Conference sheds light on hydrophobic interfaces


The University’s Water Desalination and Reuse Center (WDRC) hosted the KAUST International Conference on Physics and Chemistries at Hydrophobic Interfaces from February 14 to 17.

The event included presentations by 30 renowned experimentalists and theorists from around the world. Thirty graduate students and postdoctoral fellows also presented research posters and joined the discussions. Researchers from regional universities, such as KFUPM and KAU, along with WDRC’s industrial partners Saudi Aramco, Schlumberger, the Saudi Basic Industries Corporation (SABIC) and Saudi Membrane Distillation Desalination also attended.

Participants shared insights on the physical, chemical and biological aspects of hydrophobic interactions, including short- and long-range forces, hydrogen bonding, ion adsorption at the air-water interface, the molecular structuring of water, ATP synthesis, density fluctuations at the surface of water, nanoscale bubbles, specific ion effects and rates of interfacial reactions.

WDRC Conference 2016

“Hydrophobic interactions underlie numerous natural and industrial processes, including flow through aquaporins, the cleaning action of shampoos and detergents, oil recovery and water desalination,” said Himanshu Mishra, KAUST assistant professor of environmental science and engineering and conference organizer.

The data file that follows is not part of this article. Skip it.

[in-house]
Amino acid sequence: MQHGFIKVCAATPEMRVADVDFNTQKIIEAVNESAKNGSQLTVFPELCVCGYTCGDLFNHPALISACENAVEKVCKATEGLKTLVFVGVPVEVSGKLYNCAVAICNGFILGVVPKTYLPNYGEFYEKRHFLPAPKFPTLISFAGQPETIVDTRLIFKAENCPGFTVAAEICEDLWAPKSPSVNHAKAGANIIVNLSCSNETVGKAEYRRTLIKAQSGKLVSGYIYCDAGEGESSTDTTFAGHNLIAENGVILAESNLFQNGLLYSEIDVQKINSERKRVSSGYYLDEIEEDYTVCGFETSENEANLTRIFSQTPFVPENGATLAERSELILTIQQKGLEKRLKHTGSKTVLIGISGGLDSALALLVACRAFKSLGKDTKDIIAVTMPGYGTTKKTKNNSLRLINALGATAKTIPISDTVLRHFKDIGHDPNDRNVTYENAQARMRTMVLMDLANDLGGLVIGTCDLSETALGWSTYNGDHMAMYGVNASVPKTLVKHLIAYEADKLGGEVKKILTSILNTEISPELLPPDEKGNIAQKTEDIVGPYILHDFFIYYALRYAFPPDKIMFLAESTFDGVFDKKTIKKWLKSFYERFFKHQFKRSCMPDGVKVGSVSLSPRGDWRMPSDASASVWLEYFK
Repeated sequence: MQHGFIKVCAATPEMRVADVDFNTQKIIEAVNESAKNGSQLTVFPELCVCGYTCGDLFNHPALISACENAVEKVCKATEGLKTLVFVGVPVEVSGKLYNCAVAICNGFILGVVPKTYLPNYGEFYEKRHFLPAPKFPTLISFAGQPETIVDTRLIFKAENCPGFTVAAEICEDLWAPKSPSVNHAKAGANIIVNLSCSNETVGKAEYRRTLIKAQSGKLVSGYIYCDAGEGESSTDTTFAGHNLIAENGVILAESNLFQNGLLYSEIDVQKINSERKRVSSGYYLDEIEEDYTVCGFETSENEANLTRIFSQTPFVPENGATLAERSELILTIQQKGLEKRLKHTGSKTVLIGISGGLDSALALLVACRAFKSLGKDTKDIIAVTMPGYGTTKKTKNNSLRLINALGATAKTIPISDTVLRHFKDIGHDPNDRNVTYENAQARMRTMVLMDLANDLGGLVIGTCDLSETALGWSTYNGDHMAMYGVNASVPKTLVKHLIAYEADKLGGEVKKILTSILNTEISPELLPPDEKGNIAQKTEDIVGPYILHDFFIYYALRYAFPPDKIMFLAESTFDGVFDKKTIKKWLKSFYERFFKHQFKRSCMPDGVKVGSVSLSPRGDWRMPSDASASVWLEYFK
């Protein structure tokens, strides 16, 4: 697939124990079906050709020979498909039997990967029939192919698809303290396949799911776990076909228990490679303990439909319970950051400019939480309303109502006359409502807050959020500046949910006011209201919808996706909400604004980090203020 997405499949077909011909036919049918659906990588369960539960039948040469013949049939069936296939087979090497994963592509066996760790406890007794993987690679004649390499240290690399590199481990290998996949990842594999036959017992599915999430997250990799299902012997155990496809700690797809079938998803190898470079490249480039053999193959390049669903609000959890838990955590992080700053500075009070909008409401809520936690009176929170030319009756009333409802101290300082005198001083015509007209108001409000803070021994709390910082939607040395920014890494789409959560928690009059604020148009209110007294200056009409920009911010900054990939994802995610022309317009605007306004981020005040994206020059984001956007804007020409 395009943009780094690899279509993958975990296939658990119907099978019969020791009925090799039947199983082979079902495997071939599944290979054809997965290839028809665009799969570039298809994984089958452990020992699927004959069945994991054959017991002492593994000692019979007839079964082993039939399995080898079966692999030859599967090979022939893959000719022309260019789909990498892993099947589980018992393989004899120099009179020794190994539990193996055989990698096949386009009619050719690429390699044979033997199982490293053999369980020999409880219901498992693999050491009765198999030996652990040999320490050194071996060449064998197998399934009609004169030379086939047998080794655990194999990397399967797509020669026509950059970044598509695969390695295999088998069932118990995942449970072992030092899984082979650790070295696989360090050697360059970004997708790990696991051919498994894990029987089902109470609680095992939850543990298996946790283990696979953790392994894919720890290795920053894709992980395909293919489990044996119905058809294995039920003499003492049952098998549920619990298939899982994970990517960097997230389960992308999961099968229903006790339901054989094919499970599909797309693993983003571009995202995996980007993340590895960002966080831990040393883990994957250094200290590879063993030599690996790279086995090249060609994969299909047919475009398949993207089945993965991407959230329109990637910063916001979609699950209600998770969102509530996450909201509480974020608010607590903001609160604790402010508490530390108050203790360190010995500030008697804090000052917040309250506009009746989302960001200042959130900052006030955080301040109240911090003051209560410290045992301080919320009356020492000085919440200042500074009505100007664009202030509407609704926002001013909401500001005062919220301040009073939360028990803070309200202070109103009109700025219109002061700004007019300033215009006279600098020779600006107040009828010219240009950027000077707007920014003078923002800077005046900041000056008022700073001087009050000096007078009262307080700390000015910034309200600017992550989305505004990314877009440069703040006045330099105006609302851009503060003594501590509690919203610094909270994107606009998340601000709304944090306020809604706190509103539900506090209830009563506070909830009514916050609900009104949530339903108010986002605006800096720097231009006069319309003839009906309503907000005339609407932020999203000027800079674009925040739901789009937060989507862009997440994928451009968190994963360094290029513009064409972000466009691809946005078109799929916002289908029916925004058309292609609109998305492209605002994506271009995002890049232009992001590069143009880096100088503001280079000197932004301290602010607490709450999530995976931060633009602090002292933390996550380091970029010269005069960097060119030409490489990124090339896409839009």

“In fact, wherever you go on the planet and whatever scale you choose to look at, you find interfaces of water with hydrophobic medial; for example, tiny cloud droplets, the surface of the ocean and wax-coated leaves of plants. However, despite their importance on both the nano- and macro-scales, a comprehensive understanding of hydrophobic interactions remains elusive,” he continued. “We organized the conference to identify key challenges in the field and to form new alliances—e.g. between experimentalists and theorists—to surmount them.”

Mishra and Dr. Naval Subramanian, conference coordinator and a researcher in Mishra’s group, thanked the KAUST Office of Sponsored Research and the KAUST Industry Collaboration Program (KICP) from the Industry Engagement Office for their support in organizing the conference.

“The four days of the conference provided invaluable insights into the diversity of new experimental and intellectual approaches, raised new questions and—most importantly—led to new long-term collaborations,” Mishra said.

​-By Caitlin Clark, KAUST News